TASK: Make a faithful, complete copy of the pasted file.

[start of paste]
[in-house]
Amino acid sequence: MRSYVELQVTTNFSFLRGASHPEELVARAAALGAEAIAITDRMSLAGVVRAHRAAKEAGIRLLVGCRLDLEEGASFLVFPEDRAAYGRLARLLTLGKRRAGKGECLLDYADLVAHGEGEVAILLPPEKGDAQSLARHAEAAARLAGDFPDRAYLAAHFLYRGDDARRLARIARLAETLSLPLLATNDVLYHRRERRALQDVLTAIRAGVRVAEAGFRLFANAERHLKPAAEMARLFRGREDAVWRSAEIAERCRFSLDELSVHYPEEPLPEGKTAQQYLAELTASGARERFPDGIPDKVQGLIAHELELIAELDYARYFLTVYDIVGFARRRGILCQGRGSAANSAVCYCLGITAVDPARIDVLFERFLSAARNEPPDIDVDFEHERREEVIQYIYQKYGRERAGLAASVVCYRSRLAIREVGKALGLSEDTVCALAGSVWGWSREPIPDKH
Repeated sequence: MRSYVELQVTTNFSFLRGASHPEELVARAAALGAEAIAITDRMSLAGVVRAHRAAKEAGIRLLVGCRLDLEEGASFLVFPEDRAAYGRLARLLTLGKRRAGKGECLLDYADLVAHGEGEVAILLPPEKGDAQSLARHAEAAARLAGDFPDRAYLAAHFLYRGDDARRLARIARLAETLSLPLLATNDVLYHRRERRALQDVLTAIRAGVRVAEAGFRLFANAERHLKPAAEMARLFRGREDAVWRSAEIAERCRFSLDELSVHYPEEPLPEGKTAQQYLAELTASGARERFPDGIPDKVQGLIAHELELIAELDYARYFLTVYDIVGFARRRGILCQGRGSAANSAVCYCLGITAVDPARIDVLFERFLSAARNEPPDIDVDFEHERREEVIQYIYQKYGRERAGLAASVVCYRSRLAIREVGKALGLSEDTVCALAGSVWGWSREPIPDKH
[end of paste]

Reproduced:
[in-house]
Amino acid sequence: MRSYVELQVTTNFSFLRGASHPEELVARAAALGAEAIAITDRMSLAGVVRAHRAAKEAGIRLLVGCRLDLEEGASFLVFPEDRAAYGRLARLLTLGKRRAGKGECLLDYADLVAHGEGEVAILLPPEKGDAQSLARHAEAAARLAGDFPDRAYLAAHFLYRGDDARRLARIARLAETLSLPLLATNDVLYHRRERRALQDVLTAIRAGVRVAEAGFRLFANAERHLKPAAEMARLFRGREDAVWRSAEIAERCRFSLDELSVHYPEEPLPEGKTAQQYLAELTASGARERFPDGIPDKVQGLIAHELELIAELDYARYFLTVYDIVGFARRRGILCQGRGSAANSAVCYCLGITAVDPARIDVLFERFLSAARNEPPDIDVDFEHERREEVIQYIYQKYGRERAGLAASVVCYRSRLAIREVGKALGLSEDTVCALAGSVWGWSREPIPDKH
Repeated sequence: MRSYVELQVTTNFSFLRGASHPEELVARAAALGAEAIAITDRMSLAGVVRAHRAAKEAGIRLLVGCRLDLEEGASFLVFPEDRAAYGRLARLLTLGKRRAGKGECLLDYADLVAHGEGEVAILLPPEKGDAQSLARHAEAAARLAGDFPDRAYLAAHFLYRGDDARRLARIARLAETLSLPLLATNDVLYHRRERRALQDVLTAIRAGVRVAEAGFRLFANAERHLKPAAEMARLFRGREDAVWRSAEIAERCRFSLDELSVHYPEEPLPEGKTAQQYLAELTASGARERFPDGIPDKVQGLIAHELELIAELDYARYFLTVYDIVGFARRRGILCQGRGSAANSAVCYCLGITAVDPARIDVLFERFLSAARNEPPDIDVDFEHERREEVIQYIYQKYGRERAGLAASVVCYRSRLAIREVGKALGLSEDTVCALAGSVWGWSREPIPDKH